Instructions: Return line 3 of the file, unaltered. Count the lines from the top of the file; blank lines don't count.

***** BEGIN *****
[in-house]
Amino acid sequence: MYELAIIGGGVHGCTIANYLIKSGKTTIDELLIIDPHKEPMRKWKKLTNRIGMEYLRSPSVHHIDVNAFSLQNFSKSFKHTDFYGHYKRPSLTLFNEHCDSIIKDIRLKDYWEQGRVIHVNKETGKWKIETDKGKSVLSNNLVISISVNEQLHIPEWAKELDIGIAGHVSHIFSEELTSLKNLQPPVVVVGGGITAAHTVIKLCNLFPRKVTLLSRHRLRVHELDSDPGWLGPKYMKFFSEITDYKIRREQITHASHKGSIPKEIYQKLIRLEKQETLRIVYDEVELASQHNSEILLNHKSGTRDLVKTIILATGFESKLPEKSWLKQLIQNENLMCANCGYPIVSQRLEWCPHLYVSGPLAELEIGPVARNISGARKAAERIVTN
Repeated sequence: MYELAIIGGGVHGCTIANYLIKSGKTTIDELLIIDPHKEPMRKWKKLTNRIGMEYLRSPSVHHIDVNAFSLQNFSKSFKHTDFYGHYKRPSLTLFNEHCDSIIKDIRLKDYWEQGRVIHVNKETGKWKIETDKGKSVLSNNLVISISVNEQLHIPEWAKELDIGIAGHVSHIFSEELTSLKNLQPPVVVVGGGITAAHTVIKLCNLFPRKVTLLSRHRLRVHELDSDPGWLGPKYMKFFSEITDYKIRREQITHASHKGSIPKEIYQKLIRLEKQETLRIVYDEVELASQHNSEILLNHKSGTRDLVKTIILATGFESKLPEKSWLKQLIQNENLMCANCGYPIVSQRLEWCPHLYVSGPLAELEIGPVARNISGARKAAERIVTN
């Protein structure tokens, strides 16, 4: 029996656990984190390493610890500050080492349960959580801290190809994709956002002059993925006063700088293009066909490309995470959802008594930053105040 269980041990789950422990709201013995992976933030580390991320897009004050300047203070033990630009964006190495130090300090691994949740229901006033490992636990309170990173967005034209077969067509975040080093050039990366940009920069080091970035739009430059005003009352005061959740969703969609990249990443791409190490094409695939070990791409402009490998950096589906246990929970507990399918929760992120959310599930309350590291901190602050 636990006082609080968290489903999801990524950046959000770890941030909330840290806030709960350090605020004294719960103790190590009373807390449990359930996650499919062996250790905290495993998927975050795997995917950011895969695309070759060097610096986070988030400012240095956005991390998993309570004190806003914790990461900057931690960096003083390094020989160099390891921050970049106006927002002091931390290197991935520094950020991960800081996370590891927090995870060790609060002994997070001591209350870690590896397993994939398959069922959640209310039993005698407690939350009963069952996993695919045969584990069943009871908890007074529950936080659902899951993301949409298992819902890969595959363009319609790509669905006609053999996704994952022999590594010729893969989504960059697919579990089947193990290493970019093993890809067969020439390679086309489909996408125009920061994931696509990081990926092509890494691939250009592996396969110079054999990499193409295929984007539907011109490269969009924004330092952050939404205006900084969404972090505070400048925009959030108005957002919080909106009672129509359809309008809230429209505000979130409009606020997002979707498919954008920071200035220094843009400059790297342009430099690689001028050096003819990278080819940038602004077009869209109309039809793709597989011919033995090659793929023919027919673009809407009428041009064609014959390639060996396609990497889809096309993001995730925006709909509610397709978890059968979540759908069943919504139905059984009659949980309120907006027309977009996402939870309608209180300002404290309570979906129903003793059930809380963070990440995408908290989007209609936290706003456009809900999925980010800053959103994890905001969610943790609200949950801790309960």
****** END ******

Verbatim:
Repeated sequence: MYELAIIGGGVHGCTIANYLIKSGKTTIDELLIIDPHKEPMRKWKKLTNRIGMEYLRSPSVHHIDVNAFSLQNFSKSFKHTDFYGHYKRPSLTLFNEHCDSIIKDIRLKDYWEQGRVIHVNKETGKWKIETDKGKSVLSNNLVISISVNEQLHIPEWAKELDIGIAGHVSHIFSEELTSLKNLQPPVVVVGGGITAAHTVIKLCNLFPRKVTLLSRHRLRVHELDSDPGWLGPKYMKFFSEITDYKIRREQITHASHKGSIPKEIYQKLIRLEKQETLRIVYDEVELASQHNSEILLNHKSGTRDLVKTIILATGFESKLPEKSWLKQLIQNENLMCANCGYPIVSQRLEWCPHLYVSGPLAELEIGPVARNISGARKAAERIVTN